Buried not on the front page comes news that Allegheny County Councilwoman Joan Cleary has resigned her seat with no explanation.  Her replacement will be selected by the Dems on the Council and will include someone from Baldwin, Brentwood, Castle Shannon, Clairton, Jefferson Hills, Pleasant Hills, South Park, West Elizabeth, and Whitehall.

Cleary was chair of the Council committee on health and human services so it is particularly of interest to this social worker whom they select to fill her seat. 

So what does it mean for the LGBTQ community?

First, Cleary was on board the Allegheny County Anti-Discrimination/HRC Ordinance from the get go.  Rich Fitzgerald personally told me that fact.  Coming from a somewhat conservative swath of the region, it speaks volumes of her commitment to fairness.  It most likely speaks to the lessons she's learned as a nurse.  I'd like to think Ms. Cleary thought Allegheny County employees deserved health insurance for their families, even if they were gay, but I have no confirmation of that wishfu thinking.  What matters is who doesn't.  And ...pow ...wait for the smack downs on that little zinger. (I just can't let it go while people supporting Obamacare deny Onoratocare -- hey, I sort of like that).

Her role on health and human services is critical.  As a practicioner, she brough invaluable insight from the trenches.  Whether she worked in cosmetic surgery or on the streets, she surely experienced the best and worst of our health care system.  I can't imagine mastering the County's vast Departments of Health and Human Service as a PT councilor on top of the day to day work.  We are fortunate with a lot of resources and programs, but it is important to have a watchdog.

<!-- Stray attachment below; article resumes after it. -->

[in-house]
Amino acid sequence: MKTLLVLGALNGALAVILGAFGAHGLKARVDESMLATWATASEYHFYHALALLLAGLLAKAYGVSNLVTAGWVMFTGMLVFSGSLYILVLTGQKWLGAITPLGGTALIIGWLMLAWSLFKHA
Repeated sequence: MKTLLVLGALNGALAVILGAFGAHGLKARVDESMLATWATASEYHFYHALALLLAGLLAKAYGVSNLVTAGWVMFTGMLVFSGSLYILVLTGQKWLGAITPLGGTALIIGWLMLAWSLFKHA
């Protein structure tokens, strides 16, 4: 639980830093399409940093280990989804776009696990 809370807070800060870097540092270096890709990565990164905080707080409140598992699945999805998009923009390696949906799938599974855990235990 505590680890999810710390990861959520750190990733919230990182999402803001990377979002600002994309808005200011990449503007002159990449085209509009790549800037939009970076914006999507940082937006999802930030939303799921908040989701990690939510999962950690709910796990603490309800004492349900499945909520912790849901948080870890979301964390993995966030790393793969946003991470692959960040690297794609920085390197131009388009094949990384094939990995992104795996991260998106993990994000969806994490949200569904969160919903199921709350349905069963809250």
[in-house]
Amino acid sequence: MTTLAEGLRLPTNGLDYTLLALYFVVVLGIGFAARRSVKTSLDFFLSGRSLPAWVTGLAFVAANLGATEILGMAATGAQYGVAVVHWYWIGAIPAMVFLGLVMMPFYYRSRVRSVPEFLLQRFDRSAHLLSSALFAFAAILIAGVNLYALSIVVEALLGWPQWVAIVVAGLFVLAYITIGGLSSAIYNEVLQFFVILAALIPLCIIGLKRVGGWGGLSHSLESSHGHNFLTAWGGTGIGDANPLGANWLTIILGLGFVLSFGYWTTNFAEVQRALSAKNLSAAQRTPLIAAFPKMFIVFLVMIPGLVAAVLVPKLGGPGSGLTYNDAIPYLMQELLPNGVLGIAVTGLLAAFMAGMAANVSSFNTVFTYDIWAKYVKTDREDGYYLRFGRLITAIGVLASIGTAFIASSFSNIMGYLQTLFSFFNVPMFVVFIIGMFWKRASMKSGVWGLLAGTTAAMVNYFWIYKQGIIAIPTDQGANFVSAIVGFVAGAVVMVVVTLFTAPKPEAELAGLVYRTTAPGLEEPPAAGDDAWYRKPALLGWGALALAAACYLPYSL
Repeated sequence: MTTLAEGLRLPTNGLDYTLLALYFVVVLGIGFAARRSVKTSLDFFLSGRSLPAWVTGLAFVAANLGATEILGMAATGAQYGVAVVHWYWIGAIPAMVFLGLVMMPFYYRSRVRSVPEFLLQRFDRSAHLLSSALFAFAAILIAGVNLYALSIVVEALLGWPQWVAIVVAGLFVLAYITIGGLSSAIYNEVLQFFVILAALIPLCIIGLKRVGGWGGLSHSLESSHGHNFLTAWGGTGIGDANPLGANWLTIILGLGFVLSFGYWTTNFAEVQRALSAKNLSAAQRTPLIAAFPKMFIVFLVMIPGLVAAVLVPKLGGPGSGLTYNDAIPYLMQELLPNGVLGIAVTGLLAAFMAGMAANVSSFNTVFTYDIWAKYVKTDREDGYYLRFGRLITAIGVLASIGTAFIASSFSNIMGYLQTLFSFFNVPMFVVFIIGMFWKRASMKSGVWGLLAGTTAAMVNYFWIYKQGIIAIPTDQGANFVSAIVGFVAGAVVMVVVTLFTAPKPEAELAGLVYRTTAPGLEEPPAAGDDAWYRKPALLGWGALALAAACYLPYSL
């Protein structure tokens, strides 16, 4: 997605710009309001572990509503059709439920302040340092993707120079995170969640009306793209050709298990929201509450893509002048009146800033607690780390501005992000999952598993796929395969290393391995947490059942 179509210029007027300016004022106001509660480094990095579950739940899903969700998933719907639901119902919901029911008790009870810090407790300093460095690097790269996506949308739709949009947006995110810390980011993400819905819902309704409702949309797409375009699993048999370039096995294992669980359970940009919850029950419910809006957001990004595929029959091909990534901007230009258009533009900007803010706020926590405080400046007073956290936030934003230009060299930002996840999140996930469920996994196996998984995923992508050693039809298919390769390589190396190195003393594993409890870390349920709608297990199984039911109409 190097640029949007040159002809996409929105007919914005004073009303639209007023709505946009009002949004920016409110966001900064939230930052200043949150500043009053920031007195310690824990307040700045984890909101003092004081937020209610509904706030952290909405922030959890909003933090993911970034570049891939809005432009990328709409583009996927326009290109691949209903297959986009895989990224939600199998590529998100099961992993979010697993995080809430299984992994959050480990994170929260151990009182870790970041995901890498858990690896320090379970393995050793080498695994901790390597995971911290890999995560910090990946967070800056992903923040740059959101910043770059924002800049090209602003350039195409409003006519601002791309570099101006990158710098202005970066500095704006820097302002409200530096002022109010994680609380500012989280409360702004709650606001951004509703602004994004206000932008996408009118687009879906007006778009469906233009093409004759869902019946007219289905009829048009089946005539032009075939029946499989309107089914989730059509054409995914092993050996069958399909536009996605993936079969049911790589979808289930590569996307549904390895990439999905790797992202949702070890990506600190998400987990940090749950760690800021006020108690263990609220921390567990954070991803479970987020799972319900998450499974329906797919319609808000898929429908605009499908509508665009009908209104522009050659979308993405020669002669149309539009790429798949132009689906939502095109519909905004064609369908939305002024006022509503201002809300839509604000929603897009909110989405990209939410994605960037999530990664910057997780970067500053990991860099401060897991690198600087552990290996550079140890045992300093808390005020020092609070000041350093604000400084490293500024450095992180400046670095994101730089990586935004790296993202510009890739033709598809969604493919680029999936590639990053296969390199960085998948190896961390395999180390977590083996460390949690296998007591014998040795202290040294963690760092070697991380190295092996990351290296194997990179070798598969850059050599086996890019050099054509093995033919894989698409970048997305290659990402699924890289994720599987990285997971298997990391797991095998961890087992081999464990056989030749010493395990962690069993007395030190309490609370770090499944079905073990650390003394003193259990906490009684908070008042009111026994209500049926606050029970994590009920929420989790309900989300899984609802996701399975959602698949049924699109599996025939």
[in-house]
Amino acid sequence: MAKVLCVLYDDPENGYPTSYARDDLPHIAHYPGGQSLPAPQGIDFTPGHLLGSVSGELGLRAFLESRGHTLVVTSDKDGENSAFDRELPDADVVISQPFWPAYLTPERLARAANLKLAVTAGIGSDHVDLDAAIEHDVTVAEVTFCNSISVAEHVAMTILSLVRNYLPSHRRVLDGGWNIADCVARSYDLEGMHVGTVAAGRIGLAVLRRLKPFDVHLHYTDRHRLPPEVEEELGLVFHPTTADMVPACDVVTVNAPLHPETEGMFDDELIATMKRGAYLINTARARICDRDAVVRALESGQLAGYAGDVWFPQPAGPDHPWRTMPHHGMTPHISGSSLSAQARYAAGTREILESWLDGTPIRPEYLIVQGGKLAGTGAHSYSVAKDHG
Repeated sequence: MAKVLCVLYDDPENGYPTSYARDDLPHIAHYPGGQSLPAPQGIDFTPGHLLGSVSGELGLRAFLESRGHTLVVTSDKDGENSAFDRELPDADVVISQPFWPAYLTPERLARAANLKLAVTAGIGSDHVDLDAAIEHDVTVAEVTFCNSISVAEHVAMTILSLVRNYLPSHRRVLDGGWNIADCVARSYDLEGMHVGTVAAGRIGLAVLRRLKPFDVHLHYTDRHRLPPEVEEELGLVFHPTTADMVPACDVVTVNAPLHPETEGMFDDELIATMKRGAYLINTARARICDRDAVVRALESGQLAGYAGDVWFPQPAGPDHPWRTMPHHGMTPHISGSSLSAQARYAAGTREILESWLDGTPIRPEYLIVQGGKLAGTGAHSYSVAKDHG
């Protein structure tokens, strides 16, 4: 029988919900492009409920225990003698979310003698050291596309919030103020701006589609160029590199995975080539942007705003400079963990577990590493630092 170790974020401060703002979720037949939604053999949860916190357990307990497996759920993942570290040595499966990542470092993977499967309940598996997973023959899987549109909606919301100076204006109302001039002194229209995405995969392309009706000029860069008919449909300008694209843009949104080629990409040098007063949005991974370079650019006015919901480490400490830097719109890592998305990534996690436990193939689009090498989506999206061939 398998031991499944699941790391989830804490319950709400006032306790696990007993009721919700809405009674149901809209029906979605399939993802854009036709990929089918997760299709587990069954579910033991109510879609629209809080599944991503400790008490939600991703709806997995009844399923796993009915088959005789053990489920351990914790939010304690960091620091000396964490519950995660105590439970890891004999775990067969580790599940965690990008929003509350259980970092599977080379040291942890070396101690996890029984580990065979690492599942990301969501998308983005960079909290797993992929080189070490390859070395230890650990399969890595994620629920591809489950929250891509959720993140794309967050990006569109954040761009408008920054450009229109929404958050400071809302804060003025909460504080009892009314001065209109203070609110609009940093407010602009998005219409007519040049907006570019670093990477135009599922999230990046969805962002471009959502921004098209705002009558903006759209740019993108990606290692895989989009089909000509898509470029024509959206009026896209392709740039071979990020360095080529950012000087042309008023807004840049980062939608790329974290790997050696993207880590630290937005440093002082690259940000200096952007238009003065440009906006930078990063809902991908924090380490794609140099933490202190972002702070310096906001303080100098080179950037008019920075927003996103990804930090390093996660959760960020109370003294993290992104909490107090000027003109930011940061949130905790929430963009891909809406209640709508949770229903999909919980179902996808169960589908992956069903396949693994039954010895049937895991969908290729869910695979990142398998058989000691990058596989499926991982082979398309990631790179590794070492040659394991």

I've had the privilege of working in the health, housing child welfare, mental health and mental retardation fields during my career.  I've worked with people living in poverty through all of it.  I want someone experienced, smart and committed to equality in this seat. 

I don't want to read this next year (Cleary voted against this -- she probably read it).

Amid the arguing, the members agreed that in the future they would not vote on amendments without reading them and possibly referring them to committees for consideration.